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Issue No. 17 - Enigma

REVIEW: Until the Kingdom Comes by Simen Johan

REVIEW: Until the Kingdom Comes by Simen Johan

By Elana Kates

Untitled #179, 2013 © Simen Johan, Courtesy Yossi Milo Gallery, New York

Norwegian photographer Simen Johan explores paradox through his images, which present the natural world as a fantastical and extreme place. His plush photographs are enchanting—curious depictions of flora and fauna emerge in an unforgiving cycle of life and death. Johan’s book, “Until the Kingdom Comes,” is exceptionally fun. Each scene is nearly unbelievable in its bizarre eccentricity. Two owls, perched on a picnic bench, appear to engage in mirthful conversation. A huge orangutan reclines on discarded sackcloth in the rainforest. Bits of trash dot the surrounding tree roots and a chicken peers from the edge of the frame. Something in this work is alien and confusing because Johan weds documentary imagery and digital manipulation. The effect is uncanny, blurring the delineations between reality and fiction in his digitally stitched-together imagery. 

Untitled #175, 2013 © Simen Johan, Courtesy Yossi Milo Gallery, New York

Johan “strive[s] to create tension and confuse the boundaries between opposing forces” in his work, producing images that are simultaneously familiar and absurd, stunning and brutal. He often depicts environments tainted by the materialized consequences of human intervention. In one image, giraffes wander through a harsh, barren landscape, their heads obscured by smog. The composition is certainly poignant, but its realism falls short. It’s convincing, but something is amiss, illogical.  Where are these giraffes and how did they get there? These questions are intentional. We are meant to deconstruct, to spot the seams of digital intervention, to detect the dual elements of artificiality and authenticity.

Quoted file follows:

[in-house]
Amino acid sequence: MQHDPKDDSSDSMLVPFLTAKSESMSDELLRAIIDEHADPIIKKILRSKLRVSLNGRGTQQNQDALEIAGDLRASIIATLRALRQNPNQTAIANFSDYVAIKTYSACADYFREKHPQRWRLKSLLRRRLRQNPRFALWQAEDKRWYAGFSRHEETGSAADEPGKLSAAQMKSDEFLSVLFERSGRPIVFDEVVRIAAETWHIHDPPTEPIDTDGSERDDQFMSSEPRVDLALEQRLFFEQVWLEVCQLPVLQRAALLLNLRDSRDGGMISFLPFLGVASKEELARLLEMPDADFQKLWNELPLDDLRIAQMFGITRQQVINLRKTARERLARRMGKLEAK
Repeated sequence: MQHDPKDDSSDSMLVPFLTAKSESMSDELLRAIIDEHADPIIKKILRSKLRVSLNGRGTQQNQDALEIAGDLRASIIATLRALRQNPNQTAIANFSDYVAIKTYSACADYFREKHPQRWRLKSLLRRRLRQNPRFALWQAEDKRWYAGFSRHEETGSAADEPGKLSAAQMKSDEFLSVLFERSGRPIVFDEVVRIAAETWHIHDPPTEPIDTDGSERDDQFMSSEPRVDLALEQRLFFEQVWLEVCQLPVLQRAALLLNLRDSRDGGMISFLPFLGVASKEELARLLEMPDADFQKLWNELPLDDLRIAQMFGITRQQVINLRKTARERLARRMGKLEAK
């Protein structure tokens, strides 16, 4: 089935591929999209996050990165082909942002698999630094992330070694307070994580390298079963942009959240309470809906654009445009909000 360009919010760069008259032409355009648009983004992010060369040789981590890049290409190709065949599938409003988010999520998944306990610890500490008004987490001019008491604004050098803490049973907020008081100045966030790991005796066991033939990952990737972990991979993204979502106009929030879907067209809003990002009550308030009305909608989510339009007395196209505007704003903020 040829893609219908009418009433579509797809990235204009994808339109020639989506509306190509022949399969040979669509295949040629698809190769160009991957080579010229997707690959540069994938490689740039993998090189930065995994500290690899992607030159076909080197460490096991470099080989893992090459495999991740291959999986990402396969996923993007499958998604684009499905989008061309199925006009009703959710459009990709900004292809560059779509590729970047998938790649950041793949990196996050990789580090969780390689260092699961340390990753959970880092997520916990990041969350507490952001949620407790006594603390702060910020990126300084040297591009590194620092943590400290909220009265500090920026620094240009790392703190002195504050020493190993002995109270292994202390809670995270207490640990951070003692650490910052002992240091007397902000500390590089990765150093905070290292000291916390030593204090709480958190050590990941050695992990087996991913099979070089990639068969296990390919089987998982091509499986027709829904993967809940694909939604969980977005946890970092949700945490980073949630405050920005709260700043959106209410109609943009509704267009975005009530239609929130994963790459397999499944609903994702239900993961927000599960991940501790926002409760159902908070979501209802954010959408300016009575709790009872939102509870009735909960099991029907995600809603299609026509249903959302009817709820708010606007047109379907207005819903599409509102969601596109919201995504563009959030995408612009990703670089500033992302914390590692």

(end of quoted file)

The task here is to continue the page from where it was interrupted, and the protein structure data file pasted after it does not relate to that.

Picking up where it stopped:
Untitled #132, 2005 © Simen Johan, Courtesy Yossi Milo Gallery, New York

Fragmentation and contradiction emerge upon closer inspection of the different elements in Johan’s work. “Until The Kingdom Comes” is available unbound. The viewer is forced to organize pictures split across two pages on a flat surface to make sense of the imagery—another subtle layer of disjunction.  The artist comments: “I often feel like I am attempting to reconcile the irreconcilable as I explore the paradoxical nature of existence.” Johan does so, and with multifaceted nuance and energy.

Untitled #172, 2013 © Simen Johan, Courtesy Yossi Milo Gallery, New York

Untitled #171, 2012 © Simen Johan, Courtesy Yossi Milo Gallery, New York

 

Book courtesy of Yossi Milo Gallery

The exhibition at Yossi Milo has been extended until August 19th, for more information see: http://www.yossimilo.com/exhibitions/2016_05-simen_johan/

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Article © Elana Kates

William Helburn at Staley-Wise Gallery

William Helburn at Staley-Wise Gallery

Aperture Gallery & Bookstore 2016 Aperture Summer Open: Photography is Magic

Aperture Gallery & Bookstore 2016 Aperture Summer Open: Photography is Magic